Repairing credit takes time and there are no quick fixes. To rebuild your credit you have to educate yourself on the situation you are in and how to get yourself out. Take this quick crash course to learn the ins and outs of consumer credit and how you can fix any damage you might have done.
Credit scores and reports
There are three credit bureaus: Equifax, TransUnion, and Experian. Each maintains files on millions of borrowers, and lists what types of credit they use, the length of time the accounts have been open, and whether payments were made on time. It also tells lenders how much credit you’ve used and whether you’re seeking new sources of credit.
Credit scores are summaries of the information on your credit report. There are many different scoring models, ranging from around 350-900, with high scores being better. A good credit score helps to qualify you for lower interest rates on loans. In addition, it may influence your ability to rent a house or apartment, get utilities, or even job offers.
How to build your credit score:
There are many factors that contribute to a credit score, and because they vary by scoring model, there is no one magic formula. We like to split the factors into three parts:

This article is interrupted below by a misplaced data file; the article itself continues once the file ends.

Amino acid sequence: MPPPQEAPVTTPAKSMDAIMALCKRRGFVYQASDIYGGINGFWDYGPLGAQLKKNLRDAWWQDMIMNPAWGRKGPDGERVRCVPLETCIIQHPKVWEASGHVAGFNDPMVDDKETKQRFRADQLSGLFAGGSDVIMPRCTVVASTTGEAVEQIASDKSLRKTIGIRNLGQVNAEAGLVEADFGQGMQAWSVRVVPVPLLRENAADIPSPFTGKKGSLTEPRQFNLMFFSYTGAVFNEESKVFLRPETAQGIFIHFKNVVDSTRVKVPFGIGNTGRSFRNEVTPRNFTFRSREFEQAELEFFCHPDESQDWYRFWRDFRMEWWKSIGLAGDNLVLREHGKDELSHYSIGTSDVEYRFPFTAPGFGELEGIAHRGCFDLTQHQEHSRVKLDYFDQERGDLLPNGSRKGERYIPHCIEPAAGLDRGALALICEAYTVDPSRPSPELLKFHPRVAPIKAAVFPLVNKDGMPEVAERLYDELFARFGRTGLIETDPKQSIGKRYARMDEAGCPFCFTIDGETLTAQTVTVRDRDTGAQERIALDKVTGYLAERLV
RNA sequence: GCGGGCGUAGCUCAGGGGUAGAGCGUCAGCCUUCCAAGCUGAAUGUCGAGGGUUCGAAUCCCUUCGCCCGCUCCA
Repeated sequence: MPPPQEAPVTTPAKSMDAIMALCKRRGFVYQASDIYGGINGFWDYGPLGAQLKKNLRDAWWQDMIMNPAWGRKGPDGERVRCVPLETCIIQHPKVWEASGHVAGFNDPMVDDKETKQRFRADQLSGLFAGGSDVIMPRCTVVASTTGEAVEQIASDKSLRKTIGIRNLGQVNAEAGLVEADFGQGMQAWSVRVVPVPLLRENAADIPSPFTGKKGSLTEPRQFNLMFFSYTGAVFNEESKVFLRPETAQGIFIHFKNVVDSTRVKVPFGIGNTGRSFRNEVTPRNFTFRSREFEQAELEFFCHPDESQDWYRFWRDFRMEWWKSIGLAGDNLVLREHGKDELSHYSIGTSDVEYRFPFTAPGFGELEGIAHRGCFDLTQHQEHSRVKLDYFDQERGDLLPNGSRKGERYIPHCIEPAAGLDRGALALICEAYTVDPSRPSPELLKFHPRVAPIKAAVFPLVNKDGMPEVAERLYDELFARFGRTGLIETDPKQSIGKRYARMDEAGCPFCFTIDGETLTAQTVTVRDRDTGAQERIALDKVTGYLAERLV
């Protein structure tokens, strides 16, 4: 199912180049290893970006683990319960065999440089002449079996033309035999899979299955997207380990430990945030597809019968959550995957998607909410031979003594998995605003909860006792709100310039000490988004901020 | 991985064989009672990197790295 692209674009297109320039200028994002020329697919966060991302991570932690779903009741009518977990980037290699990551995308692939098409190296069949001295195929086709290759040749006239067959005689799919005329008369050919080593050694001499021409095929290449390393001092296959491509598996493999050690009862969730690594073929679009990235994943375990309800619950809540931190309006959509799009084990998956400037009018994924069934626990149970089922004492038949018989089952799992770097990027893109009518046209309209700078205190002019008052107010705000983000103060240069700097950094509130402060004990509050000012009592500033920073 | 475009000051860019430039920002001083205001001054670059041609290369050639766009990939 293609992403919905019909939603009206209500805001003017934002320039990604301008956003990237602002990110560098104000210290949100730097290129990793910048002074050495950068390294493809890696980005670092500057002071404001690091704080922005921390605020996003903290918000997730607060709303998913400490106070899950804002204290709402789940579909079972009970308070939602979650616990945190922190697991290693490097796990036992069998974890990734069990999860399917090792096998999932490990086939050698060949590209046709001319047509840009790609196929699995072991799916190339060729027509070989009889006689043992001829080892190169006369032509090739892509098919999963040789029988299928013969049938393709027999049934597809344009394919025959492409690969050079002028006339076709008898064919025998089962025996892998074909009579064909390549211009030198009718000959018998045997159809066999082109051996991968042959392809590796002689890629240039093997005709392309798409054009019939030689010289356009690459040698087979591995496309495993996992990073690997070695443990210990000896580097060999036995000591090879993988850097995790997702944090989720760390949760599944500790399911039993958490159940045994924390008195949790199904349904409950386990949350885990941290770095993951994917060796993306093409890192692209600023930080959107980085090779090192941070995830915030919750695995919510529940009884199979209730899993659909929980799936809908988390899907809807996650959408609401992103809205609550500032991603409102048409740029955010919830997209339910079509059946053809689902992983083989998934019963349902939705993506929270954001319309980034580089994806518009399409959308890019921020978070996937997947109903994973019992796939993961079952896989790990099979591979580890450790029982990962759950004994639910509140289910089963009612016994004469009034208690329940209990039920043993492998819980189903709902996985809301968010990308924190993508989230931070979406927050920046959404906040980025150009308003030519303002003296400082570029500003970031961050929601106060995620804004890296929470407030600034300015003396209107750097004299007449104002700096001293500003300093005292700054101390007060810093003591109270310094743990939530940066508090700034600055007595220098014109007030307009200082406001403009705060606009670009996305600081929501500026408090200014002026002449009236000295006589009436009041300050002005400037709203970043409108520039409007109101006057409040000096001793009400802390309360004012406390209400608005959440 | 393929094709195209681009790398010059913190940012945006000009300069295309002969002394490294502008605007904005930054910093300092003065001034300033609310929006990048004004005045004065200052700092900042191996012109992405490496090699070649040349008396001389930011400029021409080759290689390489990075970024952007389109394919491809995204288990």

The first third is payment history. When you pay bills on time, your score goes up. When you pay late, your score goes down. Pay all bills on time, even utilities, doctor bills, and traffic tickets. Bills that go unpaid can be registered with the credit bureau or worse sold to a collection agency, which will seriously hurt your credit.
The second third is credit utilization. Utilization is the balance you are carrying compared to your limit. Try not to carry a balance on credit cards, but if you do, keep it under 50% of your credit limit.
The last third is a combination of the amount, age, and types of credit you’ve used. It’s best to have accounts that show you’ve been able to use credit responsibly for a long period of time, in a variety of situations. Applying for many new loans in a short period of time will raise red flags.
Last but not least, be sure to check all three of your credit reports each year to be sure there are no errors or fraudulent information. You can request to have these removed from your credit reports, which can have a positive impact on your overall score. Remember, checking your own credit report does not hurt your score.
Tip: if you need to build or rebuild credit but don’t qualify for a traditional loan or credit card, inquire with your bank or credit union about a share-secured loan or credit card. This type of account requires a deposit, but is a perfect tool to get started on the right path.
Raising your score after a poor mark on your report or building credit for the first time will take patience and discipline, but if you start today, you have just taken the first step to controlling your financial future.